Passengers on a plane flight in 2012 saw something strange from the air: a raft of floating rock called pumice that grew to be roughly the size of Philadelphia (over 150 square miles) in the southwest Pacific Ocean. The raft hinted at an unusually large underwater volcanic eruption. In 2015, Woods Hole Oceanographic Institution (WHOI) and the University of Tasmania led an investigation to collect materials and map the volcano – and they found some surprises.
Over 70 percent of volcanic activity on our planet happens on the seafloor, but scientists don’t always get a close-up view of events typically hidden by seawater. In 2012, the Havre volcano, northeast of New Zealand, erupted – and this time researchers got a chance to study the aftermath in what the WHOI described as “the first up-close investigation of the largest underwater volcanic eruption of the past century.” The eruption was so massive it generated a raft of pumice that could be glimpsed from space.
WHOI scientist Adam Soule said in the institution’s statement, “Heading to the site, we were fully prepared to investigate a typical deep-sea explosive eruption. When we looked at the detailed maps from the AUV [autonomous underwater vehicle], we saw all these bumps on the seafloor and I thought the vehicle’s sonar was acting up. It turned out that each bump was a giant block of pumice, some of them the size of a van. I had never seen anything like it on the seafloor.”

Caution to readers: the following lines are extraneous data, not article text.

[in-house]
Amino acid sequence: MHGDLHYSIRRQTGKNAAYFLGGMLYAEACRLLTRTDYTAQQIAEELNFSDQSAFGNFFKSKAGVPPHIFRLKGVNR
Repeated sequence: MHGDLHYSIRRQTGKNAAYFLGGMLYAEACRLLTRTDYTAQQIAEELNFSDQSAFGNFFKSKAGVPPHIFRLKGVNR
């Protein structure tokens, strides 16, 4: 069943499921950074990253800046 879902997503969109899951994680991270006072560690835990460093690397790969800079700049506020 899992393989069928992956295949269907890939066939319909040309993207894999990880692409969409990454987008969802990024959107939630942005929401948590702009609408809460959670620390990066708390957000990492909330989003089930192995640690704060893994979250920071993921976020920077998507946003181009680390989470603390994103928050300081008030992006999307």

Lava came from 14 volcanic vent sites 3,000 to 4,000 feet below the surface in the eruption. Scientists had thought the explosion would generate mostly pumice, but also found ash, lava domes, and seafloor lava flows, per WHOI. Soule said, “Ultimately we believe that none of the magma was erupted in the ways we assume an explosive eruption occurs on land.” According to WHOI’s video, such research could help us better understand the planet’s evolution.
The journal Scientific Advances published the research last week. 20 scientists at institutions in Australia, the United States, New Zealand, and Japan collaborated on the work.
Images via Rebecca Carey, University of Tasmania, Adam Soule, WHOI, © Woods Hole Oceanographic Institution; Multidisciplinary Instrumentation in Support of Oceanography (MISO) Facility, © Woods Hole Oceanographic Institution; and the Sentry Group, WHOI